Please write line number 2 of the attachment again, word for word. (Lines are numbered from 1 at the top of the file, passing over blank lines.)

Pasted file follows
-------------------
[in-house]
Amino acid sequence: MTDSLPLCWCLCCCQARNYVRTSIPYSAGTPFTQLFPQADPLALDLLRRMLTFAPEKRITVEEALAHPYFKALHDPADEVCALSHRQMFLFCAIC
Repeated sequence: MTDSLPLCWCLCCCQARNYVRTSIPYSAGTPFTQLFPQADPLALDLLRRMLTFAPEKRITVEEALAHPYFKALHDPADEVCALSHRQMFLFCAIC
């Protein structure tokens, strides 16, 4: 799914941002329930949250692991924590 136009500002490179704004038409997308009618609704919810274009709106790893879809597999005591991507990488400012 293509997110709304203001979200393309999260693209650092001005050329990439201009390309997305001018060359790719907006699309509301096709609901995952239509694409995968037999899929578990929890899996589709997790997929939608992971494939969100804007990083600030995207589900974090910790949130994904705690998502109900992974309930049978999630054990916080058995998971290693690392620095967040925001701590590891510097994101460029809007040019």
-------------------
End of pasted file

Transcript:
Amino acid sequence: MTDSLPLCWCLCCCQARNYVRTSIPYSAGTPFTQLFPQADPLALDLLRRMLTFAPEKRITVEEALAHPYFKALHDPADEVCALSHRQMFLFCAIC